This summer, I attended a meeting of a New York group called Religion and Peace in Stony Point, NY. I met a young Iraqi mother who told me that all her life, her country has been at war. Now, her children are born into more violence and war.
I was in northern Iraq last year as part of a peace team made up of mostly Christians from all different denominations. Our group, whose newest member is a Muslim, is called Christian Peacemaker Teams. During our mission in Iraq, I attended a dance festival in Erbil, a city in northern Iraq where thousands of Christians have fled attacks by extremist Islamic forces.
Last year, there was peace in Erbil. Many ethnic groups performed dances reflecting their cultural traditions. The Yazidi danced beautifully. They were stunning in their presentation. They danced with passion, with gentle rhythms, huge smiles, radiantly garbed in their traditional clothing.
As part of our peace-building mission in northern Iraq, we monitored Kurdish national elections to ensure fairness for all. We also served with Islamic women who advocated for an end to abusive practices they suffered in their society.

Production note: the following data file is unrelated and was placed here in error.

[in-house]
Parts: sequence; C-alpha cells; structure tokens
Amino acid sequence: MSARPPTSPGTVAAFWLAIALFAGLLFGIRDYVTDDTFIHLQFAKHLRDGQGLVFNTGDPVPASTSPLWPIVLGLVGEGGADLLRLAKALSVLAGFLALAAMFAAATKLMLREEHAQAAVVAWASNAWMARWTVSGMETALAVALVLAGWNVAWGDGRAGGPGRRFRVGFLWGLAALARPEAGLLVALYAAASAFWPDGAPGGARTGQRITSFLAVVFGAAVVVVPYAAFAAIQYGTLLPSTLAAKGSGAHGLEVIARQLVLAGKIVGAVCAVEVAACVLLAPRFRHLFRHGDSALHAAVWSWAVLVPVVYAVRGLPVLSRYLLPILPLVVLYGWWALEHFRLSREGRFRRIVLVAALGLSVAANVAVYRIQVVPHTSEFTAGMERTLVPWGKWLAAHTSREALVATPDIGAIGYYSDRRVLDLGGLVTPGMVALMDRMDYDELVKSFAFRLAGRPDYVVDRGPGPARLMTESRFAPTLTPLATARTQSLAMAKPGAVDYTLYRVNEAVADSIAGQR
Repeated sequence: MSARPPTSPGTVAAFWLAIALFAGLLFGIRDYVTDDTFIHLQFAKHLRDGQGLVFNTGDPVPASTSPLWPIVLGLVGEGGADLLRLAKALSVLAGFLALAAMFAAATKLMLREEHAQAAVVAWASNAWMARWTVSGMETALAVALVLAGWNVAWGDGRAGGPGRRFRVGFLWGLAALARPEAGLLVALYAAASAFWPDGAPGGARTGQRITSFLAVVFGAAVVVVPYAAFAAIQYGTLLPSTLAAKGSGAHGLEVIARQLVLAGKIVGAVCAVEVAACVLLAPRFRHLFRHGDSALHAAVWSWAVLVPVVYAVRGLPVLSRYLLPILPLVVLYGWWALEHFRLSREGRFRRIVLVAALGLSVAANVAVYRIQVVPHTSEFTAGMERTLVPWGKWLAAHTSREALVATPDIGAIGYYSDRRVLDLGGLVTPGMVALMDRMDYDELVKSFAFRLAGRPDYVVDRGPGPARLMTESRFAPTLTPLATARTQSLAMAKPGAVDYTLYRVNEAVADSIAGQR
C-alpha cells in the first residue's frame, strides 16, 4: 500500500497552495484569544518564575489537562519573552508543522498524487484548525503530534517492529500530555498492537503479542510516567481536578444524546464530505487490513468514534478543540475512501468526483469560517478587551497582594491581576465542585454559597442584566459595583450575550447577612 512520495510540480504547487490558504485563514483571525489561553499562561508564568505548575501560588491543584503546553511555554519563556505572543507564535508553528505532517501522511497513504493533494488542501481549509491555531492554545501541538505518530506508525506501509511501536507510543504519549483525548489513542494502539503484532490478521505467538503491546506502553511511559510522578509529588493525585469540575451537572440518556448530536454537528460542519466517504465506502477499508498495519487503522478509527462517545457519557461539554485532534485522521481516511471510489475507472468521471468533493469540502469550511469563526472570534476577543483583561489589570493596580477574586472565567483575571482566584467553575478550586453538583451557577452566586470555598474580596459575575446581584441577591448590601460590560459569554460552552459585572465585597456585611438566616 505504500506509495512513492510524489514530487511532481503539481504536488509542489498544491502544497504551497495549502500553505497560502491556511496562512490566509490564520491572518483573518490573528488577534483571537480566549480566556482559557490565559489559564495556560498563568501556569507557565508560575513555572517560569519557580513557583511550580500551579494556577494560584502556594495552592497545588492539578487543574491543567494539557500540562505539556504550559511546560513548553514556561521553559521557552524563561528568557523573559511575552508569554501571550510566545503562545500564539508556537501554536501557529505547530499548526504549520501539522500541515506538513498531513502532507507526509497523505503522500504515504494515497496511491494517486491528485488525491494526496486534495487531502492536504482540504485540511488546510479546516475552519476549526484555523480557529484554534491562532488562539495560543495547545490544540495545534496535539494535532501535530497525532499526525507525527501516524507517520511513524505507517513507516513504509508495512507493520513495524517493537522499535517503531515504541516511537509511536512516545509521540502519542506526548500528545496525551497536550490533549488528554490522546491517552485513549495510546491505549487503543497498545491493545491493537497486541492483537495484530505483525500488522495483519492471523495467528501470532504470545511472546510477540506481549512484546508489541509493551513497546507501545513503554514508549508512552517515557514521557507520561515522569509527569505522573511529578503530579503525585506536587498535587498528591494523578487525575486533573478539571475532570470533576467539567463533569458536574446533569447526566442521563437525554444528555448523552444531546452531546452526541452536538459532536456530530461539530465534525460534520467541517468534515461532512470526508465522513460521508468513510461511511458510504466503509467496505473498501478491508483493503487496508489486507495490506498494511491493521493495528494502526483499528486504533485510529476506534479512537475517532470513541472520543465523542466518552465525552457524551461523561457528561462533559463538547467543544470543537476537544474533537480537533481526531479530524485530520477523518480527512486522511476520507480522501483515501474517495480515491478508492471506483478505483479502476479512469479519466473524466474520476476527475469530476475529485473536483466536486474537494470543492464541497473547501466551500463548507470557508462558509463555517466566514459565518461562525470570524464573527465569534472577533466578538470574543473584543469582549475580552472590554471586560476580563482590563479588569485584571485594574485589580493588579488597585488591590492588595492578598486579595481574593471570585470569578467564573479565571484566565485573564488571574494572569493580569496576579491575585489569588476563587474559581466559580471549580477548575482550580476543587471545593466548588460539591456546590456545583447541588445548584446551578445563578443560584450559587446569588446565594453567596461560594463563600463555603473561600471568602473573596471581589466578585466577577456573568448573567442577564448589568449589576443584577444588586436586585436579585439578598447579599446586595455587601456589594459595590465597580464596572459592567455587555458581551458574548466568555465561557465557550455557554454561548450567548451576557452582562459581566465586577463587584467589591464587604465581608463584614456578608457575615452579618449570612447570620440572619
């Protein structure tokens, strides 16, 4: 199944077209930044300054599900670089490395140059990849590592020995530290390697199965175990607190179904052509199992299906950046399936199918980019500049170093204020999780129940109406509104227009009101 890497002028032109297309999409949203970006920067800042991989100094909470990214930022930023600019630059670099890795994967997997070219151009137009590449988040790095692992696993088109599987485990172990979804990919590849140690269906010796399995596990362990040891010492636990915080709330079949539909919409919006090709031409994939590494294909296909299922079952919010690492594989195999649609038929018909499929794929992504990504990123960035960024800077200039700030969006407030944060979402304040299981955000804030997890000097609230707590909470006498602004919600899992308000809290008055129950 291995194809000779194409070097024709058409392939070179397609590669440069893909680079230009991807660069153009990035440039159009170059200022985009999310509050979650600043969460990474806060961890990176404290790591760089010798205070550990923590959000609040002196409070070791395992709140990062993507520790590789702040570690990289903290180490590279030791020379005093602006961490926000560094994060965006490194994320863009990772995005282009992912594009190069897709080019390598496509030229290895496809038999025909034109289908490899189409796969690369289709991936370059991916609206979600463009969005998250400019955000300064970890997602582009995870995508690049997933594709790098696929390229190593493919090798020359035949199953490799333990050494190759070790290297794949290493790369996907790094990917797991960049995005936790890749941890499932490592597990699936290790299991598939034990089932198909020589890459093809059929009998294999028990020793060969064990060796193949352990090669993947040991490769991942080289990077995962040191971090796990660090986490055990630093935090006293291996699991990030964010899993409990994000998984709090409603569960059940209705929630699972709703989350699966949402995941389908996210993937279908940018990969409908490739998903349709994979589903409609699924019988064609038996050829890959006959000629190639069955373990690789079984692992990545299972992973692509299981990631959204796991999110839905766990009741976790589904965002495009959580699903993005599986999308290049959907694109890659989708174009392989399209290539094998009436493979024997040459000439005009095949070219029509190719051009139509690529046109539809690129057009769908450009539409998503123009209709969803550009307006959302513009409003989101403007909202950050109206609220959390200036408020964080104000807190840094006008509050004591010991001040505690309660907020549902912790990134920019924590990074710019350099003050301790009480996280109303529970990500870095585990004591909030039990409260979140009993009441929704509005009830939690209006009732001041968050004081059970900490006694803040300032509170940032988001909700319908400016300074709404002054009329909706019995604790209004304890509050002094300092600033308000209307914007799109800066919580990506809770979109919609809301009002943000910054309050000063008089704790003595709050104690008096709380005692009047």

Later in the year, we had the opportunity to visit the northern Iraqi village of Duhok. That’s where many Iraqis who are members of the minority Yazidi have fled. In recent days and weeks, the Yazidi have been trapped by Islamic extremists who have overrun their homes, persecuting the Yazidi where they have lived for thousands of years.
Last year, they warmly welcomed us to their homes and we were fortunate that they were baptizing two babies that day. We were invited to share the celebration. Following the baptism, we were taken all around the village by Yazidi elder women. They have such endearing respect for the earth that we all walked barefoot. No shoes were seen in the whole village.
There were many smiles and songs that day.
Now, there is no more dancing in that village. Military forces have entered and ravished the homes, temples, ritual centers and have killed many of the men and taken the women. Some have taken shelter in the mountains in Sanjir, where the hostile heat and lack of water and food offer no hospitality. It seems that many of the people have already died and many are suffering without help.
There is no more dancing for the Yazidi people now.